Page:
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Chris Mavity talks with Jim Sheppard, CEO & Principal of Generis, about the importance of budgeting in the church, a tip or two to help you get started, and what churches can do in the next 2-3 years to kickstart a culture of generosity. 

Read the full audio transcript here:

 

Mavity: Well, hey gang. Welcome. We are continuing with Jim Shepherd from Generis. Jim’s written a book called Contagious Generousity. He is the number one finance guy to understand money, the flow of money, and all of that. That’s why we’re interviewing him, so I don’t wanna take all his thunder. Let’s hit it. Well you brought up budgeting. It’s kind of a dirty word.

Sheppard: That is a dirty word isn’t it.

"...everybody likes to talk mission and vision but they don't talk mission and vision when they sit down to do their budget..."

Mavity: But I know that you’ve got some specific thoughts on budgeting, and if you won’t get into too much of a rant, you think you can still be Christian and talk to me? I wouldn’t mind hearing your thoughts on budgeting. Not only that the broken areas fixed but also your philosophy of budgeting.

Sheppard: So, probably the biggest thing I see out there, Chris, and again I’m giving you a lot of generalizations, not everybody fits into these things. I’m giving a lot of things that I see way too much of, that I think that, if you can fix these things, you’d see a much better future for your church. Everybody likes to talk mission and vision but they don’t talk mission and vision when they sit down to do their budget, and specifically they don’t connect the spending priorities to the mission and vision. That’s a disconnect man. I mean at some point it’s gunna come home and it’s really gunna cause issues for you because you don’t have the money to allocate the things you say are really important. Part of what I like to say is: don’t just let the financial people run the budget process. Yeah, they’re the compilers and they’re gunna be the ones who kinda gear and do the discipline and all of that, but it needs to be a collaborative process for everybody, speaking into the plan from a perspective of ministry power. The things that you said are important to your mission and vision – make sure those things are getting appropriate priority when you sit down and do your budget plan for next year, because you basically said: that’s where we’re going to allocate our money in 2017. That’s the actual purpose of a budget; is to predetermine where you’re going to allocate your money for the coming year. So, I think just the notion of connecting it to vision and mission and making it collaborative.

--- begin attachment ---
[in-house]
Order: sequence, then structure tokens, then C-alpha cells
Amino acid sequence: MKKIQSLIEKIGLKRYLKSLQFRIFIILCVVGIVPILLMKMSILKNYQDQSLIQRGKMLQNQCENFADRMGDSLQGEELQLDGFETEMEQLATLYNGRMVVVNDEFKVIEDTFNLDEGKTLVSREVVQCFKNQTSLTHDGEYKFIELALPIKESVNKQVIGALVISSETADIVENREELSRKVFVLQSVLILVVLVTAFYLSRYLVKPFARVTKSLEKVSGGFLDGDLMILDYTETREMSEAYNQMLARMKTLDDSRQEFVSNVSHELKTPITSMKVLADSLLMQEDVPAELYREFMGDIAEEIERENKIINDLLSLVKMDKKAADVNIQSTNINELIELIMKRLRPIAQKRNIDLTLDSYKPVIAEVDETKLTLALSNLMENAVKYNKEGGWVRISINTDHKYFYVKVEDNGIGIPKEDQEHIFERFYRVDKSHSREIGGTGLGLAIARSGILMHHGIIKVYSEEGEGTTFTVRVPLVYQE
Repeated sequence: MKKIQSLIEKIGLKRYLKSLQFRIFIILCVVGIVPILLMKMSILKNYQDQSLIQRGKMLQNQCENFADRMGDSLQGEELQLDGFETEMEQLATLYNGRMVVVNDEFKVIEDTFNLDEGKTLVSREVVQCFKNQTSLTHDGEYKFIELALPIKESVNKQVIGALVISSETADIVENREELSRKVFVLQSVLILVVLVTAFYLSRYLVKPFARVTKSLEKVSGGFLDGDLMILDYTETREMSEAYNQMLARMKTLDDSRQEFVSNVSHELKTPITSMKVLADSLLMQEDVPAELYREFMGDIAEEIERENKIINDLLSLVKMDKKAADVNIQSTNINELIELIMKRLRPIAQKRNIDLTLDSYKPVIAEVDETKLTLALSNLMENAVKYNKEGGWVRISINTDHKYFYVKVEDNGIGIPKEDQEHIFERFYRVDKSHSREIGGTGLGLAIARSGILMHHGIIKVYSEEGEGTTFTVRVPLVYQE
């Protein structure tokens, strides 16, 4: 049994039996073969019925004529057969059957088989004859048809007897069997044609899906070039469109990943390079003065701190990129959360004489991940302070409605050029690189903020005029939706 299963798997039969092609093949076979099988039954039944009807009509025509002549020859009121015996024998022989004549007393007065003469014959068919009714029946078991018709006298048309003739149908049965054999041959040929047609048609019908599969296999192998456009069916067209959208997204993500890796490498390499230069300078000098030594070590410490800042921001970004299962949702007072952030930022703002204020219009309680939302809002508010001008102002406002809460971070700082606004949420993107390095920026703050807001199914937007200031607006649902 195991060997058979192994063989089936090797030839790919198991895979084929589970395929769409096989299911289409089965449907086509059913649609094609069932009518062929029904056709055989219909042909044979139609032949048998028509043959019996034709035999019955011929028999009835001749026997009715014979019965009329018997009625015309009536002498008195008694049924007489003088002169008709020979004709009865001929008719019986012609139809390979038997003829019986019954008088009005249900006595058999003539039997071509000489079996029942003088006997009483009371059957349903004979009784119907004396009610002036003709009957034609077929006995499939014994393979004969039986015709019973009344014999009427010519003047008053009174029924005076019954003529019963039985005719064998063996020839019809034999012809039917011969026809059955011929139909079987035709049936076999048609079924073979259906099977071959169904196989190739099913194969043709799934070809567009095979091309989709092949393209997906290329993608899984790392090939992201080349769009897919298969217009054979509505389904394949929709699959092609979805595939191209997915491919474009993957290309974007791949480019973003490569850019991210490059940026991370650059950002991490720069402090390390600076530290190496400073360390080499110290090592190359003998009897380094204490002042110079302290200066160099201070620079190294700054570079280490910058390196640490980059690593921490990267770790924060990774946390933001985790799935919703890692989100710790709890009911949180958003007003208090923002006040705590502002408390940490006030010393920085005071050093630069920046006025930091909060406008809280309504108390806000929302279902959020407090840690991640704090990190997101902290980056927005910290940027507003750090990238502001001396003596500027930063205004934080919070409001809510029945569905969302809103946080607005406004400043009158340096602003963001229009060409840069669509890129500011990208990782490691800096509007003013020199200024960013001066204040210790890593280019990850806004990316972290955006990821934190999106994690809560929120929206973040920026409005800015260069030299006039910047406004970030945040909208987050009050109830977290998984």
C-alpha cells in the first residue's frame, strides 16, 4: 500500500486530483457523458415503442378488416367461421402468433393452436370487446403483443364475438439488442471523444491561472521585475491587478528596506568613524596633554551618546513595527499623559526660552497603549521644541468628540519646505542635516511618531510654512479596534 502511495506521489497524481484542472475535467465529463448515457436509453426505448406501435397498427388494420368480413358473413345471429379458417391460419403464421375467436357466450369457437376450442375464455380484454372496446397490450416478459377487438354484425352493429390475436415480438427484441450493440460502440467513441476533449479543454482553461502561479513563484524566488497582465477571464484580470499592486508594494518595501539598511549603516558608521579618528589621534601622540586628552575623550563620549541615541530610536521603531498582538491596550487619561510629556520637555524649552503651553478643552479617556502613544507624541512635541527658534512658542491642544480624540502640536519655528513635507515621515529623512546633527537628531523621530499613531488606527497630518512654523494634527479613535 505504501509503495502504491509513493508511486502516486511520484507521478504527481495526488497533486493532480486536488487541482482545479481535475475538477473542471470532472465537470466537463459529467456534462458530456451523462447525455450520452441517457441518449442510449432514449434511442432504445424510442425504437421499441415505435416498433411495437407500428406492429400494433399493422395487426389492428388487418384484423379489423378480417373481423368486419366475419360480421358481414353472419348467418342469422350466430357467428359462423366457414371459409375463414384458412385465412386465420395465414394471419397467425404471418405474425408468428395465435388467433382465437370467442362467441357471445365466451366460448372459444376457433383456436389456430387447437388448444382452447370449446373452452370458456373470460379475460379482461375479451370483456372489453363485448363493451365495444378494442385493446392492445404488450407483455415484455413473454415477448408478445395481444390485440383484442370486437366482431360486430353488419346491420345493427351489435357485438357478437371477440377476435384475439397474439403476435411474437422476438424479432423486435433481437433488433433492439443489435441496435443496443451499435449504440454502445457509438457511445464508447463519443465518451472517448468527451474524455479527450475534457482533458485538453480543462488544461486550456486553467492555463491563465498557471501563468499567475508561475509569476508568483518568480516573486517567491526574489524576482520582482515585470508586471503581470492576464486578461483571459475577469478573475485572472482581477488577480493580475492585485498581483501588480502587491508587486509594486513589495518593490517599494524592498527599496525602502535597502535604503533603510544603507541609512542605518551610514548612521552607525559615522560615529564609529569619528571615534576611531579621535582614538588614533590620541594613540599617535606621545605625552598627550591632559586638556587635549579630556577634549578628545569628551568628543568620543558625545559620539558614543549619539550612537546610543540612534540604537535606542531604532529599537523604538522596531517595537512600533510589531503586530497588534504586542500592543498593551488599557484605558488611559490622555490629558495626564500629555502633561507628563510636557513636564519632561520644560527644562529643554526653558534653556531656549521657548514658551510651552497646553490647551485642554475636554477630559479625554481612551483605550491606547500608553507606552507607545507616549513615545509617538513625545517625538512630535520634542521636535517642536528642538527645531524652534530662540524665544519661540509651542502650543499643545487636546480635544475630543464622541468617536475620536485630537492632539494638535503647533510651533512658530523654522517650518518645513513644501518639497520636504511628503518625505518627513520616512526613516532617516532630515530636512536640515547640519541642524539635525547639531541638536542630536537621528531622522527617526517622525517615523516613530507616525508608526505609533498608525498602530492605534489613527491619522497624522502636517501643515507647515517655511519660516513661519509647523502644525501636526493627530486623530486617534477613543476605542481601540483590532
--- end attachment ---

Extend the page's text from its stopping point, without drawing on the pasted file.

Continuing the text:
I see way too many – and those are my people. I love the financial folks – but they can’t be the ones who make all the determinations. At some point somebody needs to say no, no, no, this is important and this is what we’re doing. And your executive pastors, in particular, need to be very, very plugged in to that process and senior pastors. Even in very large churches they need to speak into it. Look at the large categories and then step back and say, “Is that really what’s important to us as far as where we’re spending our money next year?” I think those are two big ones and I think everybody can do those two. I’m trying to stay out of the really low levels of specific tactics that sometimes you have to be a little more sophisticated to do, or may not apply to certain levels of church

Mavity: So, let’s say I haven’t been doing that. I’m a pastor, a church leader. I haven’t been doing as you just suggested. What’s a tip or two so that this next time I can start down that road? Successfully, instead of, like, blowing up the whole system.

Sheppard: So, my favorite process is: get the folks in the room that you think you need to speak into it. And this could be on any issue, not just on this issue in particular. Get the people in the room who really have a voice and let’s say it’s six or seven people that are on your leadership team, and just start from ground zero. Don’t put any numbers on the table and just say, “Guys, if we had, let’s just say for example your budget was $1.5 million for next year. If we had $1.5 million for next year, where do you think we oughtta be spending that based on what we think is important?” Let’s just talk about it. Now, the chances are pretty good you’re not gunna come out with the right exact numbers, but you get some good directional indicators that might represent a reset for where you been going.